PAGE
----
Tag Archives: dialogue

Kicking off a new year… two months late

I opened up an e-mail last night that has been sitting in my inbox for a while, waiting for a reply. I was shocked when I realized it was dated from January 22nd. If you know me, you know that I usually keep up with these things, but on this particular incident I dropped the ball. So where did the last month go?

For me it’s been a whirlwind of the usual mixed with a little unusual. I returned from Ghana over a month ago after leading a group of 18 other graduate students and faculty on an observational trip as part of the University of Illinois’ new Global Health Initiative. It turned out to be a perspective-shifting experience for me as I started to think about God’s calling for my life – but more on that later.

As far as I can tell, Cameron is currently occupied with the undergraduates’ greatest stressor: the Senior Thesis. Add a side of part-time job and applying to seminary for dessert and you have a complete meal with more than your daily recommended value of stress, writer’s block and sleepless nights.

Yet as busy as we have been, the time has never been more crucial for our attention to the interfaith movement.

And it’s not just because Tebow-Mania gave way to Linsanity before I really noticed that the NFL season was over or because we’re starting to feel the heat of an election year and faith identity continues to be a central issue. Instead, it’s because of the things that are happening on college campuses right now that are going to shape the way we talk about devout athletes and presidential candidates in 5, 10, 15 years.

While I was sweating away the hours between clinics and hospitals in a cramped van on dirt roads in southern Ghana, hundreds of undergraduate student leaders gathered at Emory University in Atlanta for another Interfaith Leadership Institute – learning to lead a conversation about cooperation on their campuses, suggesting that people of diverse faith backgrounds are Better Together when we gather around issues that we all care about, like fighting hunger or speaking out against human trafficking.

As an evangelical Christian watching the discourse around Jeremy Lin take place, I realized that I am not interested in a popular culture where being passionate about Jesus just adds spectacle to an already bizarre situation, like stepping up from bench-warmer to break-out star in a matter of days. But the student leaders who gathered in Atlanta this winter are having a different kind of conversation, where they are talking about building respect and understanding, and talking about similarities and differences in a way that better enables us to address great human need.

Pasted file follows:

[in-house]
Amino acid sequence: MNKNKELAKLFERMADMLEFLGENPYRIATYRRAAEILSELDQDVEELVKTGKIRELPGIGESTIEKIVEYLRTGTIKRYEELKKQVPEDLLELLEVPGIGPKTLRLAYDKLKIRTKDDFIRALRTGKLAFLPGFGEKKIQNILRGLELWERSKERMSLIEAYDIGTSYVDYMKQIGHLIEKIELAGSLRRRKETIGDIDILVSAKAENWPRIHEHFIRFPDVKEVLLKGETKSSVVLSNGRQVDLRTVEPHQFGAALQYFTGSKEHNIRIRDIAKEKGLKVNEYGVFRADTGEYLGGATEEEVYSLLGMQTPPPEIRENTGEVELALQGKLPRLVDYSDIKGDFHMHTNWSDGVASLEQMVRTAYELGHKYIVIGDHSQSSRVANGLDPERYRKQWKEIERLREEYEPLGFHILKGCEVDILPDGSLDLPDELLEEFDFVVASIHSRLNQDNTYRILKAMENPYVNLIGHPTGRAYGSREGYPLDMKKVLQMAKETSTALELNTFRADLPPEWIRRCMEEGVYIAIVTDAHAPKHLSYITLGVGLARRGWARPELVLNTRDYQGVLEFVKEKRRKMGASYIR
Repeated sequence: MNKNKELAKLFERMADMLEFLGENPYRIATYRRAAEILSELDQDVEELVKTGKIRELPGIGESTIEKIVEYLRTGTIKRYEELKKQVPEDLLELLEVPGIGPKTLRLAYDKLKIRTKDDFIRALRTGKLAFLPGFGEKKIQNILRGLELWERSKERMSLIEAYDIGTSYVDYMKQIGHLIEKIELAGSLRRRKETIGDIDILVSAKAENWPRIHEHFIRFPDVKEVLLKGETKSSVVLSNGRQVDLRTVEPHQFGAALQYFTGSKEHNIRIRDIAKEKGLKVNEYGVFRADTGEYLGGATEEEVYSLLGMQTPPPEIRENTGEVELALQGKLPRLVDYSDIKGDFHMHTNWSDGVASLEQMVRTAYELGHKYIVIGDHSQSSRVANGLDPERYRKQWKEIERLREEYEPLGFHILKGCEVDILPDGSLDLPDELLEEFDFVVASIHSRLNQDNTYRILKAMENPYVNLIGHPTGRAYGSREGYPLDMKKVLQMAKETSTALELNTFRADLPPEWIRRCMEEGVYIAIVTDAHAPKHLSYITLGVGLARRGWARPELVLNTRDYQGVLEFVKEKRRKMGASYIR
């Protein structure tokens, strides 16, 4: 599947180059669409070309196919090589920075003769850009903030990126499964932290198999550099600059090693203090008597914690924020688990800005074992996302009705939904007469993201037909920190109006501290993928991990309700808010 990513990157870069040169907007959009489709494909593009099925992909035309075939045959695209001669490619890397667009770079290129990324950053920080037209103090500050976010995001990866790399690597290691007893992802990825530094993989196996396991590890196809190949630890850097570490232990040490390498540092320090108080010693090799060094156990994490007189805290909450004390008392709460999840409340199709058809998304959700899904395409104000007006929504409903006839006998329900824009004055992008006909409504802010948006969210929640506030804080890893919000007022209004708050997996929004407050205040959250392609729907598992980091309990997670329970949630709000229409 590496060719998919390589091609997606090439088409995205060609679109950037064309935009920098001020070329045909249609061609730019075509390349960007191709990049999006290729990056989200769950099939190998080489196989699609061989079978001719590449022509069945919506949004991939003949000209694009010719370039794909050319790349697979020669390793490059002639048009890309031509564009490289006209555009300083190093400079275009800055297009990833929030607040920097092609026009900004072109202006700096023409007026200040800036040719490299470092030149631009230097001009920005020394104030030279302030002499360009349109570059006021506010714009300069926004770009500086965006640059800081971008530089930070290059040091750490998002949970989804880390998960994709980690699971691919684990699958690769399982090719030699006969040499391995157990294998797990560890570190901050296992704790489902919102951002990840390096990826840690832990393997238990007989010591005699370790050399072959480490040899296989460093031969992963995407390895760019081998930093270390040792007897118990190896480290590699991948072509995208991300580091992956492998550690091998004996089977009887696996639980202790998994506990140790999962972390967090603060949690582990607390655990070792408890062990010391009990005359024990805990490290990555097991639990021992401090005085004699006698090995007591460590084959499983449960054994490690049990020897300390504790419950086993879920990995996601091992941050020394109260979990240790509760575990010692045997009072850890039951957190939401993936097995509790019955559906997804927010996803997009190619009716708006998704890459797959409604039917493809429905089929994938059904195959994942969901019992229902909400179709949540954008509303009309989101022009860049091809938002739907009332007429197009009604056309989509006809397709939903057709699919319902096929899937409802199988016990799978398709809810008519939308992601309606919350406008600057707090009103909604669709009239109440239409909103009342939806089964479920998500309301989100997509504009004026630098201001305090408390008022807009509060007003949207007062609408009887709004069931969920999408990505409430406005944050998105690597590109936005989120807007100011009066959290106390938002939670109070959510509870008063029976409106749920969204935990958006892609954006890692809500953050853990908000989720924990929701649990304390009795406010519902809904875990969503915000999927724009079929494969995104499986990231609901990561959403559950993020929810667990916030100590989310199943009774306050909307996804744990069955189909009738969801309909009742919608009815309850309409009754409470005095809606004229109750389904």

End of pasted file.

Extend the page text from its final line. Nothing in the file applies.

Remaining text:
And I’ve heard from some of those young leaders, including a student at North Park University and another at Gordon College. While both institutions are rooted in Christian traditions, their students are diverse and I am excited to see the ways that the interfaith movement takes hold on those campuses.

Of course Cameron and I have ambitious plans to build on the conversation on FLP this semester including featuring some new voices and perspectives. But what’s got us really excited is where all these inspiring student leaders are going to be at the end of this semester, more specifically April 20-22nd.

They’re going to be here at the University of Illinois at Urbana-Champaign for the first ever Illinois Conference on Interfaith Cooperation. And so will Eboo Patel of the Interfaith Youth Core and Jim Wallis of Sojourners, as well as several other special guests here to talk about interfaith cooperation on college campuses, best practices, challenges and successes in the work we’ve been a part of.

So you can look forward to that as well. Actually, you could even be there. Check out www.illinoisinterfaithservice.org to register.

There is good stuff coming, so stay tuned –

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What’s Lowe’s Got to Do with It?

At this point I shouldn’t have to explain much about the controversy surrounding Lowe’s this past week. And I also probably don’t need to spend much time dwelling on the fact that Lowe’s decision to cut its ads from the TLC show All-American Muslim is troubling. In fact, many have already commented on this, including my friends Eboo Patel, Chris Stedman (who seemed to lead the charge on twitter), and many others.

But in addition to adding my voice to the many who are affirming dissapointment in Lowe’s, I wanted to look at the situation from a different angle – one most appropriate for commentary from an evangelical.

Because, as disappointing as Lowe’s decision is, the truth is that I am more disappointed by the Florida Family Association (FFA), an organization that aims to “educate people on what they can do to defend, protect and promote traditional, biblical values” and claims that the TLC show “is propaganda clearly designed to counter legitimate and present-day concerns about many Muslims who are advancing Islamic fundamentalism and Sharia law.

Yet I struggle to find how bigotry reflects biblical values. So I’d like to reflect on a few thoughts that occurred to me as I learned about the Florida Family Association’s statements that triggered the Lowe’s controversy. Here we go:

1. These Christians don’t know Muslims